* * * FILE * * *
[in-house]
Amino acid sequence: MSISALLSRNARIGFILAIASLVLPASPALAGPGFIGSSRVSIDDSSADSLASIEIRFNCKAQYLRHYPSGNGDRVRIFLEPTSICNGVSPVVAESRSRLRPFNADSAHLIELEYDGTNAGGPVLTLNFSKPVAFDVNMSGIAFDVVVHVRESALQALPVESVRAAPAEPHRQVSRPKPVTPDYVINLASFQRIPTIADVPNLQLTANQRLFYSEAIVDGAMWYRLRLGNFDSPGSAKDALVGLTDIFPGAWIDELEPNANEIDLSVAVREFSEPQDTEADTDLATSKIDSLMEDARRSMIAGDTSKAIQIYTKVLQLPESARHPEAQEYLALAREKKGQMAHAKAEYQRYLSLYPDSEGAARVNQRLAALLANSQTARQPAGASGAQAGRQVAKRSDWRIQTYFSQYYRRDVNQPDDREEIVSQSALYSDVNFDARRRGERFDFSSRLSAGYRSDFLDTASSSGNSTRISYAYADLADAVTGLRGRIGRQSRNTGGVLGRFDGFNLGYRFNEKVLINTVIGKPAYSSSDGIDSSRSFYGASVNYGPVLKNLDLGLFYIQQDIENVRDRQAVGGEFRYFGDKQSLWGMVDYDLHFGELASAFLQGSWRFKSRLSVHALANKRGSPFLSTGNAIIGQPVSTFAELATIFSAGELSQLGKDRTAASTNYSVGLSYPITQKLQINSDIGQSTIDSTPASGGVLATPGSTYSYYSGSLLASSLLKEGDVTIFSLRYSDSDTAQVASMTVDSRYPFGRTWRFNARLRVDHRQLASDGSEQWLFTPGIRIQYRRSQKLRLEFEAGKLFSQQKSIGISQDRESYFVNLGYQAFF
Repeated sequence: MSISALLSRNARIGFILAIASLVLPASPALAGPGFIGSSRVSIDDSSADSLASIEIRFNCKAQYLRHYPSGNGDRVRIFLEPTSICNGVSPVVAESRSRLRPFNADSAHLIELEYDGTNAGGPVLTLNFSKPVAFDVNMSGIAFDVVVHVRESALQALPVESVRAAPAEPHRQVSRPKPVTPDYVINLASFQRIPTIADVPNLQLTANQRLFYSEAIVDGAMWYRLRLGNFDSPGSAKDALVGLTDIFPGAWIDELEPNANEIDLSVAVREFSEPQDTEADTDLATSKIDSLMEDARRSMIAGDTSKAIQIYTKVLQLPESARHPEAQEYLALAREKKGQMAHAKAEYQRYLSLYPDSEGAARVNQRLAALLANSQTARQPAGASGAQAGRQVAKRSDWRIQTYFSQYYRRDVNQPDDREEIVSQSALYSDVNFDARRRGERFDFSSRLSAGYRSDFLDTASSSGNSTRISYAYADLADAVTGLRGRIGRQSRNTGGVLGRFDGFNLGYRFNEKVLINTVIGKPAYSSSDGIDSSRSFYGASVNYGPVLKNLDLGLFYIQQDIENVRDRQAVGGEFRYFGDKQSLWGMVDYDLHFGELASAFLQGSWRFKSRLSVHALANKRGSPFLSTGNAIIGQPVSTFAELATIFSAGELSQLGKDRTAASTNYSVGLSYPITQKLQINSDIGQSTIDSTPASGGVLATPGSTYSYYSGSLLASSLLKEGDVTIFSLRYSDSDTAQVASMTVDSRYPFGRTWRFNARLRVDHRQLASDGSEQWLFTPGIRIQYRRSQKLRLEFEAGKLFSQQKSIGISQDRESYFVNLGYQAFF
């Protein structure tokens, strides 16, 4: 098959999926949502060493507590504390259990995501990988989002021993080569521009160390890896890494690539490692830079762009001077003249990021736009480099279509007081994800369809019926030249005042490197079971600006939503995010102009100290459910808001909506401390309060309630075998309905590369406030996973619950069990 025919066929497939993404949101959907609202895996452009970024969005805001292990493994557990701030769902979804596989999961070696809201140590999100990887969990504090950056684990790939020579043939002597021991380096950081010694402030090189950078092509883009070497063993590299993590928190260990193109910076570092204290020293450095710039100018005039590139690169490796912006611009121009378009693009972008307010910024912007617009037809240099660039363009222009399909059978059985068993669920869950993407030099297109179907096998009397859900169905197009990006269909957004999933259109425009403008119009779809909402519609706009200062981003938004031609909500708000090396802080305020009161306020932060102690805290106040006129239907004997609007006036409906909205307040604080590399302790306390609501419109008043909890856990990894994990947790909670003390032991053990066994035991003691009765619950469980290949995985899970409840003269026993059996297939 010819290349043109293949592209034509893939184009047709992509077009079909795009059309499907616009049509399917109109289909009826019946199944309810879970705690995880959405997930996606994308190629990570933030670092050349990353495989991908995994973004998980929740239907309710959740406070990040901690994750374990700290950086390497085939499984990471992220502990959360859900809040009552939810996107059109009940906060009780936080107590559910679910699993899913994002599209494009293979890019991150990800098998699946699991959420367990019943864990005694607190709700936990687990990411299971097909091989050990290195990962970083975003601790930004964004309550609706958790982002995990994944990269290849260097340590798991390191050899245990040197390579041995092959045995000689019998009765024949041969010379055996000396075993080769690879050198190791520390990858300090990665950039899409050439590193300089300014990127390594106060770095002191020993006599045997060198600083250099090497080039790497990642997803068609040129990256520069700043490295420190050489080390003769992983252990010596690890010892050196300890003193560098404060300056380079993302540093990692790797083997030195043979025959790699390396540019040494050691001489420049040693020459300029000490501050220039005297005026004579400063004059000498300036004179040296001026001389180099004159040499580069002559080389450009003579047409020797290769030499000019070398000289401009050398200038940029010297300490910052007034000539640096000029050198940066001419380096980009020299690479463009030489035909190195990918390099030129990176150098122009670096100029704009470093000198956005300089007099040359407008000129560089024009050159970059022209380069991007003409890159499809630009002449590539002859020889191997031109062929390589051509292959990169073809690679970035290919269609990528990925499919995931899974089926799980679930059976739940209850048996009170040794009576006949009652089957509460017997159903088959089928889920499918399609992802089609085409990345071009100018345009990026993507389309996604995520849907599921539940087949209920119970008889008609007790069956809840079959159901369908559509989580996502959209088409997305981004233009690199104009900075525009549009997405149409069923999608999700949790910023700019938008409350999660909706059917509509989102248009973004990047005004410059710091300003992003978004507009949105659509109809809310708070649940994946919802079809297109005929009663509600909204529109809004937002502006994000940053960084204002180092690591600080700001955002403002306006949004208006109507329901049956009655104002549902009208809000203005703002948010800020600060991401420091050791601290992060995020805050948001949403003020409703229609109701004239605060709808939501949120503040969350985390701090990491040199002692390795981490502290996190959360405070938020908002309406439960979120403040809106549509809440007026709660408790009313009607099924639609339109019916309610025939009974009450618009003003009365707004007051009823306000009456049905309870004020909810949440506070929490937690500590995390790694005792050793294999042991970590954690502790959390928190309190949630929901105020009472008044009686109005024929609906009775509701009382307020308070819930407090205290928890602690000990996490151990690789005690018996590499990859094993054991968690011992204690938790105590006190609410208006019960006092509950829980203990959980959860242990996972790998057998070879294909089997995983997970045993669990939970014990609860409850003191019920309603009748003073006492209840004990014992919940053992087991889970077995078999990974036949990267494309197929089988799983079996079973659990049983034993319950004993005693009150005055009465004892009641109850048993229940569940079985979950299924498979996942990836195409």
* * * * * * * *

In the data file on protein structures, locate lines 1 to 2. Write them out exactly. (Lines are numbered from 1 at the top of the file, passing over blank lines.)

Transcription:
[in-house]
Amino acid sequence: MSISALLSRNARIGFILAIASLVLPASPALAGPGFIGSSRVSIDDSSADSLASIEIRFNCKAQYLRHYPSGNGDRVRIFLEPTSICNGVSPVVAESRSRLRPFNADSAHLIELEYDGTNAGGPVLTLNFSKPVAFDVNMSGIAFDVVVHVRESALQALPVESVRAAPAEPHRQVSRPKPVTPDYVINLASFQRIPTIADVPNLQLTANQRLFYSEAIVDGAMWYRLRLGNFDSPGSAKDALVGLTDIFPGAWIDELEPNANEIDLSVAVREFSEPQDTEADTDLATSKIDSLMEDARRSMIAGDTSKAIQIYTKVLQLPESARHPEAQEYLALAREKKGQMAHAKAEYQRYLSLYPDSEGAARVNQRLAALLANSQTARQPAGASGAQAGRQVAKRSDWRIQTYFSQYYRRDVNQPDDREEIVSQSALYSDVNFDARRRGERFDFSSRLSAGYRSDFLDTASSSGNSTRISYAYADLADAVTGLRGRIGRQSRNTGGVLGRFDGFNLGYRFNEKVLINTVIGKPAYSSSDGIDSSRSFYGASVNYGPVLKNLDLGLFYIQQDIENVRDRQAVGGEFRYFGDKQSLWGMVDYDLHFGELASAFLQGSWRFKSRLSVHALANKRGSPFLSTGNAIIGQPVSTFAELATIFSAGELSQLGKDRTAASTNYSVGLSYPITQKLQINSDIGQSTIDSTPASGGVLATPGSTYSYYSGSLLASSLLKEGDVTIFSLRYSDSDTAQVASMTVDSRYPFGRTWRFNARLRVDHRQLASDGSEQWLFTPGIRIQYRRSQKLRLEFEAGKLFSQQKSIGISQDRESYFVNLGYQAFF